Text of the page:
US & Canada

Texas pool party officer 'stressed not racist'

Protest in McKinney Image copyright Reuters
Image caption Tensions have run high in McKinney

The police officer filmed in a confrontation with black teenagers at a pool party in Texas was acting out of stress, not racism, says his lawyer.

Eric Casebolt resigned from the police force and his actions were described as "indefensible" by his former boss.

His lawyer, Jane Bishkin, told reporters on Wednesday he was not targeting minorities but he was over-emotional after a traumatic day.

Community leaders in McKinney want criminal charges brought against him.

The video showed the officer throwing a girl in a bikini to the ground, then pulling a gun on other bystanders.

At a press conference on Wednesday his lawyer, Jane Bishkin, said Mr Casebolt is aware that his emotions "got the better of him" during a difficult shift.

He and his family are now in hiding due to death threats.

Before arriving at the pool party Mr Casebolt had responded to a suicide call where a black man shot himself in the head in front of his wife and children.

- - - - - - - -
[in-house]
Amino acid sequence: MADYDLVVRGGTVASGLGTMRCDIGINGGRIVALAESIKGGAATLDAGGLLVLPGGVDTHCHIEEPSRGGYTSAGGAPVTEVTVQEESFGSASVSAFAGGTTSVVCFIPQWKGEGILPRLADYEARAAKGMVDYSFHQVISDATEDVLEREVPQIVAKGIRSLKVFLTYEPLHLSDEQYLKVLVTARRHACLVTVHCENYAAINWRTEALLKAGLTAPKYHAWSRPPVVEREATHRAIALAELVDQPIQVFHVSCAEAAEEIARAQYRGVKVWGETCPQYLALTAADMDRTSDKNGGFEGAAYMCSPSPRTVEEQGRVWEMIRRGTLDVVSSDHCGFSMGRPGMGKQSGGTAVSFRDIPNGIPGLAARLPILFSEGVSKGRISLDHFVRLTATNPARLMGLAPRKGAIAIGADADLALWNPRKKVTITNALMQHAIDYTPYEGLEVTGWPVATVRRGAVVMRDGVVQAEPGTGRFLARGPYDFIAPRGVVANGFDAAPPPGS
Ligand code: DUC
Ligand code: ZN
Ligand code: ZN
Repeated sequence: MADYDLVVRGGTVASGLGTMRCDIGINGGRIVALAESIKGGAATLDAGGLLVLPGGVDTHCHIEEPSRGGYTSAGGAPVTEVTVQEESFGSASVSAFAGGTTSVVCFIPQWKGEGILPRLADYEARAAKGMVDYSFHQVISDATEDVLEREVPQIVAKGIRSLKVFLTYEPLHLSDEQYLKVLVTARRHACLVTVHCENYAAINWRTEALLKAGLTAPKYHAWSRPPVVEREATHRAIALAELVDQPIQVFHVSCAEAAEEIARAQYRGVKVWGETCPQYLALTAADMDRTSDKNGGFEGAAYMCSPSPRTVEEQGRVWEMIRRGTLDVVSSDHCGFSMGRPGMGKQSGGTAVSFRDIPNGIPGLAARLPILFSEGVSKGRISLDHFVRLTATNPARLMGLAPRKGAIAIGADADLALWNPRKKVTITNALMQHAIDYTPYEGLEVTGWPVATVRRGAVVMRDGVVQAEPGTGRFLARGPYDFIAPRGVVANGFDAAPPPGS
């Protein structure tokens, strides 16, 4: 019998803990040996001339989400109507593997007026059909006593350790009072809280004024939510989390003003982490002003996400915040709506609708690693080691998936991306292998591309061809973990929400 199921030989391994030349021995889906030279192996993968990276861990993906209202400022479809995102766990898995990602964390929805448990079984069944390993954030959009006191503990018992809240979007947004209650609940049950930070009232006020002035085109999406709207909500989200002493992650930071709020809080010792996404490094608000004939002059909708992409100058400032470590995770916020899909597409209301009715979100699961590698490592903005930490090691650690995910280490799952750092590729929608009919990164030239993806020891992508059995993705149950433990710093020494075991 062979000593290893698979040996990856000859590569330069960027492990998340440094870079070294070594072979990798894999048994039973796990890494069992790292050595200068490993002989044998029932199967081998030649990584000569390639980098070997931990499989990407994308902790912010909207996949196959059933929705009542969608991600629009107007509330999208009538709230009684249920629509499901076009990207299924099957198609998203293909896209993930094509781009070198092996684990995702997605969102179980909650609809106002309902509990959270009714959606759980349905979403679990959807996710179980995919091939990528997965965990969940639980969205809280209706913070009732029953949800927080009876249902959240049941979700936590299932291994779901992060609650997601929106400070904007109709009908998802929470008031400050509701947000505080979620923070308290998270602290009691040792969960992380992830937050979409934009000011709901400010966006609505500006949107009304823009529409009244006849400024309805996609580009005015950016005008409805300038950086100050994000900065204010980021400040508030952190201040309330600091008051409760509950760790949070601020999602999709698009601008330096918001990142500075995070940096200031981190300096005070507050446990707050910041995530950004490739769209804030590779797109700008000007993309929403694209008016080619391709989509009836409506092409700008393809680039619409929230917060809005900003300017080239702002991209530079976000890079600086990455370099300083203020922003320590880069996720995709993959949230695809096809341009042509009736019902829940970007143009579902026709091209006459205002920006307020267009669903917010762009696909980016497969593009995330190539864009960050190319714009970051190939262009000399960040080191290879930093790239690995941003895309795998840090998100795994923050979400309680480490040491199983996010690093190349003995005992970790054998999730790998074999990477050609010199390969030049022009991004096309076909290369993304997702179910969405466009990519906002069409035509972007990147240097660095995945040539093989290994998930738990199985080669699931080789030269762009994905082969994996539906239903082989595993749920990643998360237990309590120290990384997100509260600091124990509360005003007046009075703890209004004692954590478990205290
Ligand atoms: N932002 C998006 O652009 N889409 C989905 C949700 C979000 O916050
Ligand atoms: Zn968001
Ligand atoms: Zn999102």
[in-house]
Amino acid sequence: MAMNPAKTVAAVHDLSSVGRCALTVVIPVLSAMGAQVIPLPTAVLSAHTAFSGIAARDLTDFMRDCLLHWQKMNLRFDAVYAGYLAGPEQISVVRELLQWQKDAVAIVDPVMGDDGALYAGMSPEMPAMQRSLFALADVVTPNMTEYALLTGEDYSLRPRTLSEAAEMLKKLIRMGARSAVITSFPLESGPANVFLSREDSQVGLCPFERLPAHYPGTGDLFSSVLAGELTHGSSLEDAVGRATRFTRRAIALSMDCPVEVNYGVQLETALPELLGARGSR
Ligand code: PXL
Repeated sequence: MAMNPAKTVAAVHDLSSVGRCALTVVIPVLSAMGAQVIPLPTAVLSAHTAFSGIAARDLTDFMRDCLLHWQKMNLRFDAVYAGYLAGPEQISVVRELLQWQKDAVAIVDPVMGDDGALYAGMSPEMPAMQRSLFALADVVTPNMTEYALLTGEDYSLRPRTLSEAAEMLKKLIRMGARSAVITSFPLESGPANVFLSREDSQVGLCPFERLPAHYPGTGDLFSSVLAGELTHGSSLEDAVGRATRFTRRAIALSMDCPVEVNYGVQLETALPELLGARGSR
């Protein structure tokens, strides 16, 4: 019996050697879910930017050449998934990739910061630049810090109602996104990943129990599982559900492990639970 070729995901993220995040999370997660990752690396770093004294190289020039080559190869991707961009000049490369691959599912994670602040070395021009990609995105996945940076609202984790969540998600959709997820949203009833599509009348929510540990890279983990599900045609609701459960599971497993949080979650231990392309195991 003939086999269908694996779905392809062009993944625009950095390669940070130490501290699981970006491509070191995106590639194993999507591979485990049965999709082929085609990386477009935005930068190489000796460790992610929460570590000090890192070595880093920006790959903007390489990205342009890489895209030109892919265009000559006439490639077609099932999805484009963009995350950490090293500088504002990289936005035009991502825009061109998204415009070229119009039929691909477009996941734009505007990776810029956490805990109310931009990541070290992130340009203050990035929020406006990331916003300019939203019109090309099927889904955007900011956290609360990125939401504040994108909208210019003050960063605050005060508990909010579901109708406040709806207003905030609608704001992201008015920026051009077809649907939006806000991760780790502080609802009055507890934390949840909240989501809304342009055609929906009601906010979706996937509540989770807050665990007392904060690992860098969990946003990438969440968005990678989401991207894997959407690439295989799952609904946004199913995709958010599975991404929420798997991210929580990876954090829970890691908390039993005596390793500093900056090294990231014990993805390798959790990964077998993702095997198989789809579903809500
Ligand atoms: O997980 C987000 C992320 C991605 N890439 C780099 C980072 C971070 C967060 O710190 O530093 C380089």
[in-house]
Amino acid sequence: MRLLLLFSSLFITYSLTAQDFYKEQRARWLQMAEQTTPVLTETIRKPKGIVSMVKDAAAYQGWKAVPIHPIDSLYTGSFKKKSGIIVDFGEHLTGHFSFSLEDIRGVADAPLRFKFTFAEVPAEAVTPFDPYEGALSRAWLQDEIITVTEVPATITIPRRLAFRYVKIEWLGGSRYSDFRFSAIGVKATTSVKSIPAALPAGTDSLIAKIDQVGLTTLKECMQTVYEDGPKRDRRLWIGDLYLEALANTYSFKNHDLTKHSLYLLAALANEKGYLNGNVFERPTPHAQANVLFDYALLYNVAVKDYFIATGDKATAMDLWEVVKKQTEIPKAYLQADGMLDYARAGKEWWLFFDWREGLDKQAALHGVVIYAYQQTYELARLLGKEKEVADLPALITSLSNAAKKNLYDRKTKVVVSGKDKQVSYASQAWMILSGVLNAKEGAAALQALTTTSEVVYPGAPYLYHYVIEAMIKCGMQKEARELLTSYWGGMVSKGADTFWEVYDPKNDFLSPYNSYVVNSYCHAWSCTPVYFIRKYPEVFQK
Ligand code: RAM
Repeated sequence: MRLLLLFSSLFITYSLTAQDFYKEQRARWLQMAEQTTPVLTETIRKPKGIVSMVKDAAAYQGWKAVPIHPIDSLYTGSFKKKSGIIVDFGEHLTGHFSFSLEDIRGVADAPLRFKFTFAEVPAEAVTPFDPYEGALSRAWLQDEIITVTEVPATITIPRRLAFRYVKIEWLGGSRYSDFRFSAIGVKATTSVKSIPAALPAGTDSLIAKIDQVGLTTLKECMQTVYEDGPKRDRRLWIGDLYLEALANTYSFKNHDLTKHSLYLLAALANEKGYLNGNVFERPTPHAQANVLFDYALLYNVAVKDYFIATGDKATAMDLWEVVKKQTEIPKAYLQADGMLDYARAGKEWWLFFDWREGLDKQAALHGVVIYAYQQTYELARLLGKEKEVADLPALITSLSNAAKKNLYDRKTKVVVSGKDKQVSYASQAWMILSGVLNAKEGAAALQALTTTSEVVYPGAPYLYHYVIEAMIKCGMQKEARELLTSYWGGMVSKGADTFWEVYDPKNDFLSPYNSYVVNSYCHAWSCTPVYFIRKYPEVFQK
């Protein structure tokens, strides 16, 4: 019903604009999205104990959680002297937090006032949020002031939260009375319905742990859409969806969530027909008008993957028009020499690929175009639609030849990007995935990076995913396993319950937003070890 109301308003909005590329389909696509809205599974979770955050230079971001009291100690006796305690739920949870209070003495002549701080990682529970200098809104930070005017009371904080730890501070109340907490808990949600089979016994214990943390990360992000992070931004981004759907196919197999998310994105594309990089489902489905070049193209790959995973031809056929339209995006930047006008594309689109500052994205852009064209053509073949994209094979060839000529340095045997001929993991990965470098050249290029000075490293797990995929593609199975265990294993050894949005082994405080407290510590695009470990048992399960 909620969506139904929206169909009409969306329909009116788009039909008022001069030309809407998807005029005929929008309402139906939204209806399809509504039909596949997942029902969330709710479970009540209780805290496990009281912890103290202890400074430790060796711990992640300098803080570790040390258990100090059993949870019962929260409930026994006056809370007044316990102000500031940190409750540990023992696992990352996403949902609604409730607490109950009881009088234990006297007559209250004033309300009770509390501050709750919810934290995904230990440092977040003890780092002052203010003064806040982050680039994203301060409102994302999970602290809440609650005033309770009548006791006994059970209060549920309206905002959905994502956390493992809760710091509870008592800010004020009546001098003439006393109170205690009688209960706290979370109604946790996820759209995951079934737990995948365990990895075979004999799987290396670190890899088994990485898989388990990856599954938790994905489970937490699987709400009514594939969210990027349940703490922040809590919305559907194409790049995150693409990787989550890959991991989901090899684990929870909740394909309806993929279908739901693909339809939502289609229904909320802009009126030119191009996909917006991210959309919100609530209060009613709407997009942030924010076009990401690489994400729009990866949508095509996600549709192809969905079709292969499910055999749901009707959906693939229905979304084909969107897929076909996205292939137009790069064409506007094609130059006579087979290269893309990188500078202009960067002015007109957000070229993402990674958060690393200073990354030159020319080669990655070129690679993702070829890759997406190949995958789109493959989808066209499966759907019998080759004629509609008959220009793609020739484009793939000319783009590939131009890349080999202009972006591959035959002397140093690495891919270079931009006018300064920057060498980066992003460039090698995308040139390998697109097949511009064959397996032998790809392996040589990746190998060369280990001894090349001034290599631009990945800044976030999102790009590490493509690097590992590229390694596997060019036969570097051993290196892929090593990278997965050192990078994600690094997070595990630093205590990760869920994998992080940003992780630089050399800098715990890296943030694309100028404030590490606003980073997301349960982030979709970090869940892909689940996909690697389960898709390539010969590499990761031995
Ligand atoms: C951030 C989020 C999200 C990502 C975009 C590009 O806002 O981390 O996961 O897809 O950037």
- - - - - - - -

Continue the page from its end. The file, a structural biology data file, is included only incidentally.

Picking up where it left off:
The suicide occurred "poolside", said Ms Bishkin, and the officer took statements from the family, photographed the body and consoled the man's widow.

Next he responded to a second suicide call where a teenage girl was threatening to jump from the roof of her parents' home.

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Media captionThe video shows the police officer pinning down a teenager

"The nature of these two suicide calls took an emotional toll on Eric Casebolt," said Ms Bishkin, a lawyer for the Fraternal Order of Police.

When he was called to a community swimming pool after reports of a fight and anti-social behaviour, he was stressed, she said.

But he wasn't targeting minorities and he apologises to all who were offended, she added.

"He also detained a white female, who you do not see on the video," said Ms Bishkin.

At a news conference on Tuesday, McKinney police chief Greg Conley condemned Mr Casebolt's actions and said the other 11 officers who attended did an excellent job.

The girl at the centre of the incident, 14-year-old Dajerria Becton, told the Texan broadcaster KDFW: "Him getting fired isn't enough."

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